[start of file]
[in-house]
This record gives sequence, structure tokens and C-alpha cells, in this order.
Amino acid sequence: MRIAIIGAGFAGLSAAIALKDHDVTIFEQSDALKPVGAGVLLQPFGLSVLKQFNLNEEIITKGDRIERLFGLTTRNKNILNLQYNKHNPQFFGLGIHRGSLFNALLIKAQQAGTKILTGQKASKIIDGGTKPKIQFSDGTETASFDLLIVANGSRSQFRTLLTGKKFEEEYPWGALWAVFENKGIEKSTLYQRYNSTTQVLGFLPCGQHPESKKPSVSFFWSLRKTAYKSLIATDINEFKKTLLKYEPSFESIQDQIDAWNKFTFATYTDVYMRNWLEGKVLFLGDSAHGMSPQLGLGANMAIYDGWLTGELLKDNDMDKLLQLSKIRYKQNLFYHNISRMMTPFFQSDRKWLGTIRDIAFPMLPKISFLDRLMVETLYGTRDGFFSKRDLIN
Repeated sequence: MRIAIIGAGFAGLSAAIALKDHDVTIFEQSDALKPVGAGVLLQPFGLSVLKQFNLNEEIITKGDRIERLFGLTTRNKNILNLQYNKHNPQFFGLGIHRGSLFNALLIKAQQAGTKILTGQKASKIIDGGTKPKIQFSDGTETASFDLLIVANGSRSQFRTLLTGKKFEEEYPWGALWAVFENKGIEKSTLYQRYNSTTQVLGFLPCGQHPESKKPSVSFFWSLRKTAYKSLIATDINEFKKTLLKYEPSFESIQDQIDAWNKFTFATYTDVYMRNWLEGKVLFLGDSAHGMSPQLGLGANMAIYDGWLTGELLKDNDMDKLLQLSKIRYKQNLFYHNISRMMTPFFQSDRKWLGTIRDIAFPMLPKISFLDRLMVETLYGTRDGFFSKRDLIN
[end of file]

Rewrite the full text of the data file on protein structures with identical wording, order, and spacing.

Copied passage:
[in-house]
This record gives sequence, structure tokens and C-alpha cells, in this order.
Amino acid sequence: MRIAIIGAGFAGLSAAIALKDHDVTIFEQSDALKPVGAGVLLQPFGLSVLKQFNLNEEIITKGDRIERLFGLTTRNKNILNLQYNKHNPQFFGLGIHRGSLFNALLIKAQQAGTKILTGQKASKIIDGGTKPKIQFSDGTETASFDLLIVANGSRSQFRTLLTGKKFEEEYPWGALWAVFENKGIEKSTLYQRYNSTTQVLGFLPCGQHPESKKPSVSFFWSLRKTAYKSLIATDINEFKKTLLKYEPSFESIQDQIDAWNKFTFATYTDVYMRNWLEGKVLFLGDSAHGMSPQLGLGANMAIYDGWLTGELLKDNDMDKLLQLSKIRYKQNLFYHNISRMMTPFFQSDRKWLGTIRDIAFPMLPKISFLDRLMVETLYGTRDGFFSKRDLIN
Repeated sequence: MRIAIIGAGFAGLSAAIALKDHDVTIFEQSDALKPVGAGVLLQPFGLSVLKQFNLNEEIITKGDRIERLFGLTTRNKNILNLQYNKHNPQFFGLGIHRGSLFNALLIKAQQAGTKILTGQKASKIIDGGTKPKIQFSDGTETASFDLLIVANGSRSQFRTLLTGKKFEEEYPWGALWAVFENKGIEKSTLYQRYNSTTQVLGFLPCGQHPESKKPSVSFFWSLRKTAYKSLIATDINEFKKTLLKYEPSFESIQDQIDAWNKFTFATYTDVYMRNWLEGKVLFLGDSAHGMSPQLGLGANMAIYDGWLTGELLKDNDMDKLLQLSKIRYKQNLFYHNISRMMTPFFQSDRKWLGTIRDIAFPMLPKISFLDRLMVETLYGTRDGFFSKRDLIN